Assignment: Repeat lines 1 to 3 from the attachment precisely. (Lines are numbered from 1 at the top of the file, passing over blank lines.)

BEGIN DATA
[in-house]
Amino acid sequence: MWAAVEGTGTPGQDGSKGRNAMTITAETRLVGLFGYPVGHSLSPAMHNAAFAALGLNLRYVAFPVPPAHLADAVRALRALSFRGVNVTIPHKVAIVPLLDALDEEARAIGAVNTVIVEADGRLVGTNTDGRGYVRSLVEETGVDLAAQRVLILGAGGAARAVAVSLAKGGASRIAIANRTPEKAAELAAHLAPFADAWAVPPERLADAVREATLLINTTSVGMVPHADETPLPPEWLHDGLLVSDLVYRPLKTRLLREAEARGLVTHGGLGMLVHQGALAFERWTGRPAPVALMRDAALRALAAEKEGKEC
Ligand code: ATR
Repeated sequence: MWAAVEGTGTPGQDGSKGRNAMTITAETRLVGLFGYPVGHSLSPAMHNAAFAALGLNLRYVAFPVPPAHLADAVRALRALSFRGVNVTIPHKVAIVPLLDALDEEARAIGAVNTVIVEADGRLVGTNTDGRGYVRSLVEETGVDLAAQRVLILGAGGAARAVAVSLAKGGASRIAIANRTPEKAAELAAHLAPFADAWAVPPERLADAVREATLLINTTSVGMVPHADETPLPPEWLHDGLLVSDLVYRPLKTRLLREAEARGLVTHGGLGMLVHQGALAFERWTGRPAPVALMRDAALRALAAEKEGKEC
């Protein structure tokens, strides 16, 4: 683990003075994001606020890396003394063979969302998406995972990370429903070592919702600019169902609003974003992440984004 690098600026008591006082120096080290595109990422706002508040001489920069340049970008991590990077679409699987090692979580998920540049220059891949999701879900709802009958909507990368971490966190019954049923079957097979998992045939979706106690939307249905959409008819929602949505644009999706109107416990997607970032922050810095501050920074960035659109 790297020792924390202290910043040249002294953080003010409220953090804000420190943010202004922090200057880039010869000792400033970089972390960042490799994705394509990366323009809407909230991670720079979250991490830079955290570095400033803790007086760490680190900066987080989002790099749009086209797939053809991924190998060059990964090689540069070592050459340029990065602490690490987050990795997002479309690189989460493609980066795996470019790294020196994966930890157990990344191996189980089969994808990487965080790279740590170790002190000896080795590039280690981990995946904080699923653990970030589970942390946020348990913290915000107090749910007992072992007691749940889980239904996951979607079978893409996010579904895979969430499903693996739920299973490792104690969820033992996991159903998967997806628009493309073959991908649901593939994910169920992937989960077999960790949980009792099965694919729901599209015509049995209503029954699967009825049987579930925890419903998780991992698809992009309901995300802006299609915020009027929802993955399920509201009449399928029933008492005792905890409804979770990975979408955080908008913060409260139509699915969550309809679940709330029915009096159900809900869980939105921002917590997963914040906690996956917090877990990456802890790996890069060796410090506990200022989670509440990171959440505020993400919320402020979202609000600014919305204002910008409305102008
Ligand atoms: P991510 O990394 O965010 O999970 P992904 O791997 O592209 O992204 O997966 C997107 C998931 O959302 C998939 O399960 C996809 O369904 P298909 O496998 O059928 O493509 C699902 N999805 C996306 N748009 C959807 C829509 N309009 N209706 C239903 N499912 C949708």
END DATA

[in-house]
Amino acid sequence: MWAAVEGTGTPGQDGSKGRNAMTITAETRLVGLFGYPVGHSLSPAMHNAAFAALGLNLRYVAFPVPPAHLADAVRALRALSFRGVNVTIPHKVAIVPLLDALDEEARAIGAVNTVIVEADGRLVGTNTDGRGYVRSLVEETGVDLAAQRVLILGAGGAARAVAVSLAKGGASRIAIANRTPEKAAELAAHLAPFADAWAVPPERLADAVREATLLINTTSVGMVPHADETPLPPEWLHDGLLVSDLVYRPLKTRLLREAEARGLVTHGGLGMLVHQGALAFERWTGRPAPVALMRDAALRALAAEKEGKEC
Ligand code: ATR